The goal of teaching history at the collegiate level is a challenging one, and many graduates compete for a limited number of positions. But it’s a job that Megan Miskiewicz has dreamed of since “falling in love” with the subject in high school. Now, the Master of Arts in Liberal Studies program is helping her make it a reality.
As an honors undergraduate at DePaul, Miskiewicz majored in history with a minor in women’s and gender studies. She began working on a book that explored themes of sterilization, eugenics and the economics of marriage — pieces of American history that fascinated her, but are less well known among the public. But then her project began to stall.
“I discovered that I needed more formal training and feedback,” she says. “I also wanted to work out concerns I had about the field, such as the place of theory and innovation in teaching history. The Liberal Studies program gave me a broader, interdisciplinary context, and I’ve come away with a stronger understanding of the canonical scholarship and history’s connection to everyday life. I feel more grounded in the topics that interest me.”
Miskiewicz credits her SCS’ instructors with helping her to find focus, which is critical to any career, but especially important in academia.
“Professor Henry Binford, in particular, was amazing — very knowledgeable across disciplines, friendly, and always has time for students,” she says. “He taught me that focusing my interests was not the same as narrowing them and that a whole world would open up — and that’s exactly what happened. MALS is also very flexible, and I was able to take literature classes as well. My courses with Professors Betsy Erkkila and Kasey Evans improved my writing and research skills and the ability to do close readings of documents. In many ways, MALS is helping me to become a professional scholar.”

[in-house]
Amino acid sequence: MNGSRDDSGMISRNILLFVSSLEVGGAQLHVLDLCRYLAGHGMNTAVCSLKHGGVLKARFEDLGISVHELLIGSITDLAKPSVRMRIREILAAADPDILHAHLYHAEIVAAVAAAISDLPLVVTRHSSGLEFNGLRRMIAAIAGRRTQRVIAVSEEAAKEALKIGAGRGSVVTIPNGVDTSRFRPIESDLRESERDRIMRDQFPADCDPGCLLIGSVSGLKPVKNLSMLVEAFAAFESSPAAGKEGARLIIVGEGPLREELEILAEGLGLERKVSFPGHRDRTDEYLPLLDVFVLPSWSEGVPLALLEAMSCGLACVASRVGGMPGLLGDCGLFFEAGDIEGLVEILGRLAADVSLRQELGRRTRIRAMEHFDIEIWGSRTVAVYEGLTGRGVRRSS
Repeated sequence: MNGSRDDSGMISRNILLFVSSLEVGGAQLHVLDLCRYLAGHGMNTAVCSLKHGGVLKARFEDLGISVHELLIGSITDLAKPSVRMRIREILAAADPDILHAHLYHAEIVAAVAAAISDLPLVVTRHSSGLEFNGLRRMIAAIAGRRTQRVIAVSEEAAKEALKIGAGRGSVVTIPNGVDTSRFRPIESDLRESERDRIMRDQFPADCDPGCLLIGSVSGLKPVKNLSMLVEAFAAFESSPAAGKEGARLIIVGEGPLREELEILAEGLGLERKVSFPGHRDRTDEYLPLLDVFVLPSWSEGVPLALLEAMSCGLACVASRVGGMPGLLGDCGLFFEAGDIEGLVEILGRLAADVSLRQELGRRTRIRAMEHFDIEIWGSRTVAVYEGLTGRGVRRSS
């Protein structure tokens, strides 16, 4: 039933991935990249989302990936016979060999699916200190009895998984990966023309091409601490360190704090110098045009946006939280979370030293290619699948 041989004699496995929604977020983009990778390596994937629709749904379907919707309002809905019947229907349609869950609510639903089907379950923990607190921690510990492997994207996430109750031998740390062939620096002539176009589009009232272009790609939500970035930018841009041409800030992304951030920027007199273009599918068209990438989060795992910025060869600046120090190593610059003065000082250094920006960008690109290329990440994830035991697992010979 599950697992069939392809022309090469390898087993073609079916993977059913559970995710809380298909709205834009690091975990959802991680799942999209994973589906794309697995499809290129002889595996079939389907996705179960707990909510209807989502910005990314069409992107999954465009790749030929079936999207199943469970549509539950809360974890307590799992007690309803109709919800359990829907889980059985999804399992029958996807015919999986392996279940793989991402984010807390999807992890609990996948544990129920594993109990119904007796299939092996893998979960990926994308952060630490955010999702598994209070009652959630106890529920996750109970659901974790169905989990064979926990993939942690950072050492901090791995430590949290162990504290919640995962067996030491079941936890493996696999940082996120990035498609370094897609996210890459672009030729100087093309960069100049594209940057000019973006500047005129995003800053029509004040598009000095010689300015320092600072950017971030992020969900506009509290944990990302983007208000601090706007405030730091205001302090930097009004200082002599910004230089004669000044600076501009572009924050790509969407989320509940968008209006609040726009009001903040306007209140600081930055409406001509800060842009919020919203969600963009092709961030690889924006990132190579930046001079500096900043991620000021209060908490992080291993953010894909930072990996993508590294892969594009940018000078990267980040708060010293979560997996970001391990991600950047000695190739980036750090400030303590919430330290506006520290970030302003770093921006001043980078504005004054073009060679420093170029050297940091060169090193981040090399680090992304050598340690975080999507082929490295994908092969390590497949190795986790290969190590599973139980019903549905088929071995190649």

Miskiewicz’ MALS education, and the encouragement she received to take her education into her own hands, may give her an edge when she applies for a PhD program in history in the fall of 2014. For example, she joined the abstract committee for a conference jointly sponsored by Northwestern University and the University of Illinois at Chicago on “Engendering Change” in which she also presented some of her work. She also presented an original paper at “Transcending the Narrative,” a history conference hosted by Indiana University. She earned financial support from SCS to attend the Indiana conference.
“The funding was very meaningful to me,” she says. “Whether or not you are pursuing an academic career, there is a highly supportive environment here. SCS has helped me tremendously.”